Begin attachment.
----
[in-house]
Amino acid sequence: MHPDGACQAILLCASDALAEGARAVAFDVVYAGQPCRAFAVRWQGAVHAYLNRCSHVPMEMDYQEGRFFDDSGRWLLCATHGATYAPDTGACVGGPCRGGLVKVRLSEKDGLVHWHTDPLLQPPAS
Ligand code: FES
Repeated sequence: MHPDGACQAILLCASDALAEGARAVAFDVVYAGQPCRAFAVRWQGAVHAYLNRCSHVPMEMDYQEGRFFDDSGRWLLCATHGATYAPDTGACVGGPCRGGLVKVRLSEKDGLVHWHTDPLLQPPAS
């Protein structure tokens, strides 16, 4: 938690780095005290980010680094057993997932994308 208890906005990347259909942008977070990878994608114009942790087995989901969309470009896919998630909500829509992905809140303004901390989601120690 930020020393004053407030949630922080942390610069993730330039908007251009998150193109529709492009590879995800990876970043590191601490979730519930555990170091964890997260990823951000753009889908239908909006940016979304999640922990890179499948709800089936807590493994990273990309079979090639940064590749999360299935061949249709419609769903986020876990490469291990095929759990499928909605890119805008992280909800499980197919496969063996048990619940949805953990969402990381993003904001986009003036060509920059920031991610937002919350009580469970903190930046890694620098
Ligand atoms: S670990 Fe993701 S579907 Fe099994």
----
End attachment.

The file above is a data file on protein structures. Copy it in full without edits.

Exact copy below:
[in-house]
Amino acid sequence: MHPDGACQAILLCASDALAEGARAVAFDVVYAGQPCRAFAVRWQGAVHAYLNRCSHVPMEMDYQEGRFFDDSGRWLLCATHGATYAPDTGACVGGPCRGGLVKVRLSEKDGLVHWHTDPLLQPPAS
Ligand code: FES
Repeated sequence: MHPDGACQAILLCASDALAEGARAVAFDVVYAGQPCRAFAVRWQGAVHAYLNRCSHVPMEMDYQEGRFFDDSGRWLLCATHGATYAPDTGACVGGPCRGGLVKVRLSEKDGLVHWHTDPLLQPPAS
């Protein structure tokens, strides 16, 4: 938690780095005290980010680094057993997932994308 208890906005990347259909942008977070990878994608114009942790087995989901969309470009896919998630909500829509992905809140303004901390989601120690 930020020393004053407030949630922080942390610069993730330039908007251009998150193109529709492009590879995800990876970043590191601490979730519930555990170091964890997260990823951000753009889908239908909006940016979304999640922990890179499948709800089936807590493994990273990309079979090639940064590749999360299935061949249709419609769903986020876990490469291990095929759990499928909605890119805008992280909800499980197919496969063996048990619940949805953990969402990381993003904001986009003036060509920059920031991610937002919350009580469970903190930046890694620098
Ligand atoms: S670990 Fe993701 S579907 Fe099994």